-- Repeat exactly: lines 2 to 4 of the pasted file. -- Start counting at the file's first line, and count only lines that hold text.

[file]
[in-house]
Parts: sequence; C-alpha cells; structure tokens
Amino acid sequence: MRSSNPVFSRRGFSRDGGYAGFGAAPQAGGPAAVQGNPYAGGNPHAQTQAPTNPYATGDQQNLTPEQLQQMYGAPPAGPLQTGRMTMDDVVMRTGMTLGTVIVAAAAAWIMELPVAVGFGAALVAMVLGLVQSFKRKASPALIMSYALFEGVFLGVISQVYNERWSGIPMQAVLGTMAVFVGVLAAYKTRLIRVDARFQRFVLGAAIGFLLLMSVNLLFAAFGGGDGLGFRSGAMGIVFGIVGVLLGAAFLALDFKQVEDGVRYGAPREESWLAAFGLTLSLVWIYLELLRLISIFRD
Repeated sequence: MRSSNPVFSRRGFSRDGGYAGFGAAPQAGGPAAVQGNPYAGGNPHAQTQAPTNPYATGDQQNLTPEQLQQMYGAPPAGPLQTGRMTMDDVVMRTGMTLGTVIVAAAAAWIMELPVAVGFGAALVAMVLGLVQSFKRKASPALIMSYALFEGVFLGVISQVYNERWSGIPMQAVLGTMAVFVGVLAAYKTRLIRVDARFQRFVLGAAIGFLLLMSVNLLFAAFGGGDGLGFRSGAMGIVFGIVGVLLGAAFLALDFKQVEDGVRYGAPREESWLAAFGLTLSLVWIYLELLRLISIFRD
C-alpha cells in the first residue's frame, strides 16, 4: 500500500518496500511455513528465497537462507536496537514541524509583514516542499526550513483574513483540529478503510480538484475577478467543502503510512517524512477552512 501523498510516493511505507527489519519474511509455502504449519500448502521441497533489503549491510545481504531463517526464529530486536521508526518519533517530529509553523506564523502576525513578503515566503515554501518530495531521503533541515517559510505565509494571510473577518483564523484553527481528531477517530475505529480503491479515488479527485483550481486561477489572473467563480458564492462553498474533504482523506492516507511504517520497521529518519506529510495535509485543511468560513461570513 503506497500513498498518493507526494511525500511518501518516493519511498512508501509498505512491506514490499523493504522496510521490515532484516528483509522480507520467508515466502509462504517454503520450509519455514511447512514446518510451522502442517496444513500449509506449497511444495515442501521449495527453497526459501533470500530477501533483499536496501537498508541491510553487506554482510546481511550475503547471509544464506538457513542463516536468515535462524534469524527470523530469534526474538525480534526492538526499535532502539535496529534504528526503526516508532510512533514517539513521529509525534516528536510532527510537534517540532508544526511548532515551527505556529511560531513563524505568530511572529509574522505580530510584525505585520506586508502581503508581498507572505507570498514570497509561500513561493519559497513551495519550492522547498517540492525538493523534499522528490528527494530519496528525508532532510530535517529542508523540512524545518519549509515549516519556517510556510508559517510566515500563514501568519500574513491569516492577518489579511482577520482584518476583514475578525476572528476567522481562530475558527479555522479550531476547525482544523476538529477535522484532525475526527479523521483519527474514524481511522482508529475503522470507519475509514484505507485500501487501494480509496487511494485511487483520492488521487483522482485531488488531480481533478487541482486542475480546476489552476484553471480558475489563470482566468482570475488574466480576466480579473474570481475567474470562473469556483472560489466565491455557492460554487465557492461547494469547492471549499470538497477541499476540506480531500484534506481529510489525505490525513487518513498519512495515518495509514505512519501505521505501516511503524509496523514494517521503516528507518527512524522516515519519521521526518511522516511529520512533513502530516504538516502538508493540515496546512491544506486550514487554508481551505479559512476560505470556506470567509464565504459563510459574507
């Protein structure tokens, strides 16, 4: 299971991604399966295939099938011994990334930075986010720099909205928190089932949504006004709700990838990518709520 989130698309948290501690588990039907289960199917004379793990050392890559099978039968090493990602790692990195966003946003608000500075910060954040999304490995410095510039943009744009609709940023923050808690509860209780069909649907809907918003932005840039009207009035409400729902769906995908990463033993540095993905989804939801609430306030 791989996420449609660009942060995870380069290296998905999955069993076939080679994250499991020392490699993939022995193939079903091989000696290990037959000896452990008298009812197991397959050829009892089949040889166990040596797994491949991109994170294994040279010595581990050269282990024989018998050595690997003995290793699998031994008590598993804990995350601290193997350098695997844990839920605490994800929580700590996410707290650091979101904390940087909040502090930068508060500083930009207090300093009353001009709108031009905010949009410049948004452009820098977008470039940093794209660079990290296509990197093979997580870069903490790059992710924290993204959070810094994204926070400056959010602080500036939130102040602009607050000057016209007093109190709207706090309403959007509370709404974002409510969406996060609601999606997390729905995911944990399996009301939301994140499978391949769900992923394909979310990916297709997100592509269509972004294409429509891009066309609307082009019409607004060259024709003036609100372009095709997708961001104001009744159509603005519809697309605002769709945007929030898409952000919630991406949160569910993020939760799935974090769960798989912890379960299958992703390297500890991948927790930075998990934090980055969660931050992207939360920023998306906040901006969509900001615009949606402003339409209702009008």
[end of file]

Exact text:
Parts: sequence; C-alpha cells; structure tokens
Amino acid sequence: MRSSNPVFSRRGFSRDGGYAGFGAAPQAGGPAAVQGNPYAGGNPHAQTQAPTNPYATGDQQNLTPEQLQQMYGAPPAGPLQTGRMTMDDVVMRTGMTLGTVIVAAAAAWIMELPVAVGFGAALVAMVLGLVQSFKRKASPALIMSYALFEGVFLGVISQVYNERWSGIPMQAVLGTMAVFVGVLAAYKTRLIRVDARFQRFVLGAAIGFLLLMSVNLLFAAFGGGDGLGFRSGAMGIVFGIVGVLLGAAFLALDFKQVEDGVRYGAPREESWLAAFGLTLSLVWIYLELLRLISIFRD
Repeated sequence: MRSSNPVFSRRGFSRDGGYAGFGAAPQAGGPAAVQGNPYAGGNPHAQTQAPTNPYATGDQQNLTPEQLQQMYGAPPAGPLQTGRMTMDDVVMRTGMTLGTVIVAAAAAWIMELPVAVGFGAALVAMVLGLVQSFKRKASPALIMSYALFEGVFLGVISQVYNERWSGIPMQAVLGTMAVFVGVLAAYKTRLIRVDARFQRFVLGAAIGFLLLMSVNLLFAAFGGGDGLGFRSGAMGIVFGIVGVLLGAAFLALDFKQVEDGVRYGAPREESWLAAFGLTLSLVWIYLELLRLISIFRD